Hundreds of thousands of Derbyshire residents to help with local flooding

Hundreds of thousands of Derbyshire residents to help with local flooding

This week, Derbyshire Wildlife Trust is asking 268,480 households about their experiences with flooding in Derbyshire.

The Trust is asking who has experienced flooding in their local area and what the public feel about the flood risk in the future. The surveys will arrive by post this week and the aim is to gather local information on where flooding is worst so it is vital that everyone takes part who can.

Danielle Brown at Derbyshire Wildlife Trust explains more, “The public’s local knowledge is vital to us – it helps us plan where to focus our resources so we can have the biggest impact for nature and communities. Now 268,480 people have the chance to share their concerns, hear about our science-led natural solutions and to pass on their local knowledge.

Everyone who responds to the flood survey will receive a guide with 15 easy ways that they can help reduce flooding and a tree will be planted in their name to create woodlands along the River Derwent that will connect the National Forest to the Northern Forest. But most importantly, it’s also an opportunity to work with the Trust more closely to tackle the flooding issues together – from toolkits on how to help, right through to being part of a huge volunteer group who will help to plant forests, hedgerows and build leaky dams. It’s a brilliant community movement that will have a great outcome for nature as well as helping to reduce flooding for years to come!”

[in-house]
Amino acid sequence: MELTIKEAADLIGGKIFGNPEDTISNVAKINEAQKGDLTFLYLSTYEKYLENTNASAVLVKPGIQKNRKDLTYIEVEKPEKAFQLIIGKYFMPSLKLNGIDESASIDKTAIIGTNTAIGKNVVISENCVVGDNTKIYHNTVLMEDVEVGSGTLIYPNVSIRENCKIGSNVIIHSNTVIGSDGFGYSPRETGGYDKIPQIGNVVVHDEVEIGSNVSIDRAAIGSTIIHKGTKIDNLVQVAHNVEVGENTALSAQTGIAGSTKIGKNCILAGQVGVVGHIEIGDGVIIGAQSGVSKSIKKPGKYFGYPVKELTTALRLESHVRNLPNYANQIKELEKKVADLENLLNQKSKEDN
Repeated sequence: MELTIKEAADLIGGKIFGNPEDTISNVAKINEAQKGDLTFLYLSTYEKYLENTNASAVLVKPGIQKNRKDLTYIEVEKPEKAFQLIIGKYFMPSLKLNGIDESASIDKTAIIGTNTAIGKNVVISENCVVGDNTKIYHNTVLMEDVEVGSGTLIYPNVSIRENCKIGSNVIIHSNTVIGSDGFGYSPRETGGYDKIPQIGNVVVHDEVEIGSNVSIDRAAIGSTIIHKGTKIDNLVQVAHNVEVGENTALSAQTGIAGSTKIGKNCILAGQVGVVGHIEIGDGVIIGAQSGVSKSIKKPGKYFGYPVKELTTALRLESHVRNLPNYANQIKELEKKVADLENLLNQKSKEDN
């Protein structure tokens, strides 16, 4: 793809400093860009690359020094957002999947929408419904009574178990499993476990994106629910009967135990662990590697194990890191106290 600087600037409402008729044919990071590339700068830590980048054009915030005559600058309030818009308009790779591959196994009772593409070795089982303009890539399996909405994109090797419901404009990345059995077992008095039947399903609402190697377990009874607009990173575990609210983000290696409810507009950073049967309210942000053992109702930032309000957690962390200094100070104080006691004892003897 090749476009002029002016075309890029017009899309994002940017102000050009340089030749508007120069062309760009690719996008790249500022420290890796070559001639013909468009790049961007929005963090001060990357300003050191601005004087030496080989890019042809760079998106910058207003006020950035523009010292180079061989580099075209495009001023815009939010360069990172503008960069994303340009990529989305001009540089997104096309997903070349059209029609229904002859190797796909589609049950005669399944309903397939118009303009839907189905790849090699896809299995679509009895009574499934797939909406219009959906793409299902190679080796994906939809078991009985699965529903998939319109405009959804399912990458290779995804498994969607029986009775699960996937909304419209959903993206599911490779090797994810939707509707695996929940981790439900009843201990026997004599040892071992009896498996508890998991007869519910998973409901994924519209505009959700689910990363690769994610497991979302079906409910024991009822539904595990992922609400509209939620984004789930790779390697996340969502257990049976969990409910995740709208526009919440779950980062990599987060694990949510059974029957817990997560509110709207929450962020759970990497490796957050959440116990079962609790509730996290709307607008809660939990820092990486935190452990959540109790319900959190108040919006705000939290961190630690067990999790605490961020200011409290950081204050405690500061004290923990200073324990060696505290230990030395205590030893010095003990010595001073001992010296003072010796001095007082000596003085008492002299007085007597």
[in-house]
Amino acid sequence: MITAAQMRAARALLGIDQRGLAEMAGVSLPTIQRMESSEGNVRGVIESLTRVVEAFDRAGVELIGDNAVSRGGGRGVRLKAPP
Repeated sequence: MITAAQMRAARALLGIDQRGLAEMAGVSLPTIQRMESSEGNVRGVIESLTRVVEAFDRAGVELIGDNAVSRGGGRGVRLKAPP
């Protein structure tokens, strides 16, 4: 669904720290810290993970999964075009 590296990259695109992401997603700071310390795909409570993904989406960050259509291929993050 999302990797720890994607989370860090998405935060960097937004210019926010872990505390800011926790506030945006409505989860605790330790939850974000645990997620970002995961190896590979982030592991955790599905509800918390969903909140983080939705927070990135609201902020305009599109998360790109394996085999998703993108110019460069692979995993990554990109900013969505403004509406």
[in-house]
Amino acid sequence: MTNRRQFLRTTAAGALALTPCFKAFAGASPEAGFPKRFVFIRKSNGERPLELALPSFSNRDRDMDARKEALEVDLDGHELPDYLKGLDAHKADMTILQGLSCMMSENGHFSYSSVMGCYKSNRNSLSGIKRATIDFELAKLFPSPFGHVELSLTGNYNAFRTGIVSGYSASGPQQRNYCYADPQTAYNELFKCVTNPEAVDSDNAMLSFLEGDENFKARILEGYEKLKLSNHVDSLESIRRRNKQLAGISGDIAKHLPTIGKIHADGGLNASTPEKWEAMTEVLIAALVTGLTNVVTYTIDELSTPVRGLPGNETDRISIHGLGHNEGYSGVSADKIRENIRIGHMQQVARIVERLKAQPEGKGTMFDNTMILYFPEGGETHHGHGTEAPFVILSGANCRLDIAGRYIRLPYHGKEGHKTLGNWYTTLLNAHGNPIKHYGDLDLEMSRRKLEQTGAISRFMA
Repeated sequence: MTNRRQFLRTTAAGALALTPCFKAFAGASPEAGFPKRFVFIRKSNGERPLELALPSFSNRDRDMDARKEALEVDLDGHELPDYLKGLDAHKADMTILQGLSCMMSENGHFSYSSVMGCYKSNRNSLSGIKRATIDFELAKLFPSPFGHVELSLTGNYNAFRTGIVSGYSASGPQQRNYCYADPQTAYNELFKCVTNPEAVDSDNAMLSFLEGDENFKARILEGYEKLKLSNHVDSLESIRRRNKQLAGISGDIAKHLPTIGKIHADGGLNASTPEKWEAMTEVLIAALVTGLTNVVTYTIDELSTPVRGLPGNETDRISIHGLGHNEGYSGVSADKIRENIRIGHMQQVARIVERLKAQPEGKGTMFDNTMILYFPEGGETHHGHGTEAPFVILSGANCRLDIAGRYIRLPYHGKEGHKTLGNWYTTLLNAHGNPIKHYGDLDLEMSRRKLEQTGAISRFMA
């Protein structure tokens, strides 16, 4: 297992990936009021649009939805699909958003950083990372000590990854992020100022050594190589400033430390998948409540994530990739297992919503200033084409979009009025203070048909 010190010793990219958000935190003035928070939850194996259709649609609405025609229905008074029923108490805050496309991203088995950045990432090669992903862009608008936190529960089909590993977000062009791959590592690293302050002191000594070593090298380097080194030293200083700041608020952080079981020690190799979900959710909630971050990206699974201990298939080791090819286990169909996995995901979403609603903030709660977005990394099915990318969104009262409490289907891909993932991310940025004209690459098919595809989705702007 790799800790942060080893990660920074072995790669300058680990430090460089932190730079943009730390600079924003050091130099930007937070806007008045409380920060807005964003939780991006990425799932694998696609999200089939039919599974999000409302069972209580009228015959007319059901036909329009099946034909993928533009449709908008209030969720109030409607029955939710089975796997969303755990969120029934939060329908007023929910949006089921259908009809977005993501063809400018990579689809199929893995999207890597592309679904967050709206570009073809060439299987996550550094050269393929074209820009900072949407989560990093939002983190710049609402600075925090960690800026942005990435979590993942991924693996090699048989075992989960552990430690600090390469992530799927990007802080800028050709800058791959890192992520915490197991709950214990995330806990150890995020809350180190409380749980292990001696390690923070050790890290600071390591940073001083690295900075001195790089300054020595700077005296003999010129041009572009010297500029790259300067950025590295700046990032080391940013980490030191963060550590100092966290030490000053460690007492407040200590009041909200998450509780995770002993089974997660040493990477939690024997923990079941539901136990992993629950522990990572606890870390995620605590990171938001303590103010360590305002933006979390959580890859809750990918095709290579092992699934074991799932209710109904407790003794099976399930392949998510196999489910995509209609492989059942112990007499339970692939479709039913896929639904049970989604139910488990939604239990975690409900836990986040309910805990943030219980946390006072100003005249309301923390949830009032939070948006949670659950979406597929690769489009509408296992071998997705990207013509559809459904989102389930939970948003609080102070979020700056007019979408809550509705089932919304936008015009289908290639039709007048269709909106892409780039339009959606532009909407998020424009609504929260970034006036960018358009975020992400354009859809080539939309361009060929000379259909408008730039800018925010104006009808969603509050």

It’s all part of the Trust’s Derwent Connections project, a programme that will see the creation of woodlands through River Derwent Catchment where in order to connect the National Forest near the south of the county to the Northern Forest initiatives. The project expands on the work that the Trust carries out whilst managing the Derbyshire Derwent Catchment Partnership.

As part of this project the Trust will undertake flood risk modelling. Working with local communities to introduce nature-based solutions such as hedgerow planting and leaky dams as well as long terms solutions such as woodland creation.

Danielle continues, “This is really important now because we’re in the middle of a nature crisis and climate crisis. In order to see real change to problems such as flooding we need at least 33% of our landscapes to be restored and reconnected for nature. We also need as many people as possible to know that it is important and how to help.”

The project is funded by the Green Recovery Challenge Fund - a key part of the Prime Minister’s 10 Point Plan to kick-start nature recovery and tackle climate change. Connecting people with nature is another priority theme: by increasing access to nature and greenspaces, projects will support both physical and mental wellbeing. The Government's Green Recovery Challenge Fund was developed by Defra and its Arm's-Length Bodies. The fund is being delivered by The National Lottery Heritage Fund in partnership with Natural England, the Environment Agency and Forestry Commission. A full list of awards is available to view at:

If you don’t receive the survey but would love to get involved, you can do so online by visiting: